PUBLISHED: Thursday, February 1, 2018 by Staff



Aime Ontario Frasier once wrote, “Woodworking matters. It’s more than a pastime or hobby — being a woodworker means that you know the satisfaction and pride that comes from using your hands and mind to build beautiful, functional objects, and that you’re as interested in the process as the outcome. Amid the speed and chaos of the modern world, woodworking gives us a place where we can slow down, pay attention, and take the time to do things right.”

The ability to make something with your own hands is a mark of liberation. Repairing something without the need to hire a carpenter, or renovating without having to pay outlandish contractor fees, makes someone who was just a consumer into a producer. The art of creation elevates the ordinary to the extraordinary. It makes you a member of the exclusive fraternity of people who can transform an idea into something tangible, useful, and immediately valuable.

For those newly embracing woodworking at the beginner level, this is an exciting time. It is also a time fraught with obstacles – especially when it comes to obtaining your first set of tools. Do you really need the fancy impact drill? Can you get by with a disc sander, or must you buy the belt sander as well? How many hammers are too many? This guide will point out the must-have tools for any do-it-yourselfer’s first workshop.

Source :(Fine WoodWorking)

  1. A bench. The very first question a novice woodworker should ask is, “where am I going to do my work?” When buying a bench and setting up your space, ask yourself, is it easily accessible and large enough to accommodate the projects you plan to work on? Is it stable and sturdy enough for your needs? Is it within reach of the necessary electrical outlets? Is it near a ready ventilation source? Will it stand up to an overzealous cut from a power saw or a misplaced drill hole? A good bench should be heavy, solidly anchored to the floor or a wall with no noticeable wiggling or swaying, and large enough to accommodate your intended projects, with room to spare for sawing and drilling. A work bench need not be fancy – an old metal office desk would work – but it does need to be placed in an area near a ventilation source like a window, near where you will keep your tools and supplies, and away from children, pets, and anyone or anything that could be hurt by the woodworking tools and the sawdust.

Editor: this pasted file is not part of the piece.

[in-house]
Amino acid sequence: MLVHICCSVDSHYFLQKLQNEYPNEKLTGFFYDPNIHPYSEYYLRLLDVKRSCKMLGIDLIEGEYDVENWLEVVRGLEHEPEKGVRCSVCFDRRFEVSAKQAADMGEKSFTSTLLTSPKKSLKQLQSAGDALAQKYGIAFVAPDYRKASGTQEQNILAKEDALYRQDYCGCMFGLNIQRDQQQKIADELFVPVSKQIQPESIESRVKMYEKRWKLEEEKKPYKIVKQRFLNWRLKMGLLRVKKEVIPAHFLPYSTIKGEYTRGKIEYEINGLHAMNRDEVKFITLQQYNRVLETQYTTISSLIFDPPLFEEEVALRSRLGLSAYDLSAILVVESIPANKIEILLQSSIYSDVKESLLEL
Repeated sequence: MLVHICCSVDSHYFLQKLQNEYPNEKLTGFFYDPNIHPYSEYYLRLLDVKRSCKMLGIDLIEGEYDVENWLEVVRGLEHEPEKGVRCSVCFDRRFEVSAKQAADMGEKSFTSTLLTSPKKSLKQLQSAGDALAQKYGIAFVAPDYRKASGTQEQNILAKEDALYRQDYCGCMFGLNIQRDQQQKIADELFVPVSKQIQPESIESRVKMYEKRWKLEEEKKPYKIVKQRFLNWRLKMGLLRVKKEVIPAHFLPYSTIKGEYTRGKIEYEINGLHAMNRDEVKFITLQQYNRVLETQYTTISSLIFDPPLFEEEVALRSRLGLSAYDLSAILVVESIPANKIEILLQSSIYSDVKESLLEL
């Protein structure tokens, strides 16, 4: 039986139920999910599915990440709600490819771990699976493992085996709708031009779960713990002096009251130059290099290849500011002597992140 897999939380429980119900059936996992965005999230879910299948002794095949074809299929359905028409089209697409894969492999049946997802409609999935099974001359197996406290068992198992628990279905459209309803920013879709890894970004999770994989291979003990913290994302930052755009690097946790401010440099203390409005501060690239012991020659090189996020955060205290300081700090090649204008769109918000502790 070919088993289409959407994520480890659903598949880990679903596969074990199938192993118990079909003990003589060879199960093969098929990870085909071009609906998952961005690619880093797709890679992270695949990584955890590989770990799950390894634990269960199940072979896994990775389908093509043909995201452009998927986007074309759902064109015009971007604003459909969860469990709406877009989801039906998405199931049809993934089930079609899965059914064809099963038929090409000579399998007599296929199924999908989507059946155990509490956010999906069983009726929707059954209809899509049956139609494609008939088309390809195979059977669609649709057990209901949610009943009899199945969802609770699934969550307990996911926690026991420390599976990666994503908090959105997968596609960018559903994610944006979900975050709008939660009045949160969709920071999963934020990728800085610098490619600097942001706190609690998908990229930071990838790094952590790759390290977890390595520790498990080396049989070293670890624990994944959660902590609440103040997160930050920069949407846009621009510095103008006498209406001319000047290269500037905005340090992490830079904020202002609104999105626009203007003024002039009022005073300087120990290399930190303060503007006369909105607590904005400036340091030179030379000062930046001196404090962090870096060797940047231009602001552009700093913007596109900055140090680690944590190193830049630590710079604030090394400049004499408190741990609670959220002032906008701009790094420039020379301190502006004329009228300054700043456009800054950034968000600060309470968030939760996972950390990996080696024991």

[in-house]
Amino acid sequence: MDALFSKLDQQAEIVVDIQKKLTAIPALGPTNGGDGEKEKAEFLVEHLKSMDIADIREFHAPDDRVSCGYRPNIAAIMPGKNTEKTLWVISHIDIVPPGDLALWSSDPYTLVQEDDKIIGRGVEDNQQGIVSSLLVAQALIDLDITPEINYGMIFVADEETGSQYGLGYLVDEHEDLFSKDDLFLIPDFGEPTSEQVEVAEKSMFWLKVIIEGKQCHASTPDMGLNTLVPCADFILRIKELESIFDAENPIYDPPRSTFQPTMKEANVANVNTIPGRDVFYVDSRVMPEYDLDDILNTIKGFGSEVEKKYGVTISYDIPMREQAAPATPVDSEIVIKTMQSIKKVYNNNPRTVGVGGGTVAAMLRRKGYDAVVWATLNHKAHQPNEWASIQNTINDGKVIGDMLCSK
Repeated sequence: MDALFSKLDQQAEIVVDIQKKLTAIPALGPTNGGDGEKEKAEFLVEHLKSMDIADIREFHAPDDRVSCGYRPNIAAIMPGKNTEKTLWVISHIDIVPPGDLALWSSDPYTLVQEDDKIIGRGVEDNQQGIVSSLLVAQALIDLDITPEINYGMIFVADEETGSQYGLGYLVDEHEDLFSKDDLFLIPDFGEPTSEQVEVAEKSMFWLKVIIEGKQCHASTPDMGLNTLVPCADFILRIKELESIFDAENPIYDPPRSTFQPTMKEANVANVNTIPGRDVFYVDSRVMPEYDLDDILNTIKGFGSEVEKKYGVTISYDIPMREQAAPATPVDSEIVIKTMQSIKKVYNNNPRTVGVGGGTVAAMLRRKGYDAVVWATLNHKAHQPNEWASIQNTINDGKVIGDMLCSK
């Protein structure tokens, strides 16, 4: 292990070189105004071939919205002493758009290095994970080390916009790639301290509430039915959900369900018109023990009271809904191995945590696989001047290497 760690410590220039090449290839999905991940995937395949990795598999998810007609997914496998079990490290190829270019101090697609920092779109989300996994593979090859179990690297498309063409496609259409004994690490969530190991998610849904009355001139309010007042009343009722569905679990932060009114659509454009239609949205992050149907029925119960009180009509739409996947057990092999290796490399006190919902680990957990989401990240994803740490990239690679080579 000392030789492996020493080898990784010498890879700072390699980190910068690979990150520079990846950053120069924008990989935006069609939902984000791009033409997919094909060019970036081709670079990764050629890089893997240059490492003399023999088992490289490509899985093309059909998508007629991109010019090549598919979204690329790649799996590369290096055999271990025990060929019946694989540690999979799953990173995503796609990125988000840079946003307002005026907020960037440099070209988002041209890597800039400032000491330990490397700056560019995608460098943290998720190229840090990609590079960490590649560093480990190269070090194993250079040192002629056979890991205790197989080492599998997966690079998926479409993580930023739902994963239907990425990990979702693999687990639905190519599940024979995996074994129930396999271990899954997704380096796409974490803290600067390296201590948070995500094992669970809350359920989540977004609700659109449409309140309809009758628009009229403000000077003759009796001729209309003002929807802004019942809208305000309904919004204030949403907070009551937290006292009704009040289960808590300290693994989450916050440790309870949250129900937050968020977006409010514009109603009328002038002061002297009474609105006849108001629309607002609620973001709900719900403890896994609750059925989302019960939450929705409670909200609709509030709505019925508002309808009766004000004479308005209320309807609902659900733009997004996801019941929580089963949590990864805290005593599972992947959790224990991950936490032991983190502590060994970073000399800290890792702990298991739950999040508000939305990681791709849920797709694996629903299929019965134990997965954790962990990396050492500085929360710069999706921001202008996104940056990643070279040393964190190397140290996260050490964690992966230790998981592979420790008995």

Source: (Woodworking Archive)

  1. Hammers. The hammer will be your most-used tool. You should have at least three: a metal, long-handled claw or driving hammer (a carpenter’s hammer); a wooden mallet; and a small sledgehammer or drilling hammer. It is important to use the right tool for the right reasons in the right way. Apart from causing potential safety hazards, using tools inappropriately will damage both your tools and the project you are working on. Using a carpenter’s hammer to chisel, for example, may damage the handle of the chisel, while using it to force together a tongue-and-groove joint may leave unsightly hammer marks on the wood.

Source: (Popular Woodworking Magazine)

  1. Tape measure. You should use a tape measure 1/16 of an inch in width or smaller. In terms of length, 12 feet should be sufficient for most DIY jobs, 25 feet for room measurements. Choose tape measures with easy locking mechanisms.


Source: (ManMade)

  1. Speed square. Ninety degree angles are important in carpentry. A solid speed square will make marking perpendicular cut lines easy. Having a speed square that can be adjusted for 45 degrees is even better. Look for one with a long, straight edge for long cuts (this can also be achieved with a good-quality meter-long metal ruler).

Source: (Bob Vila)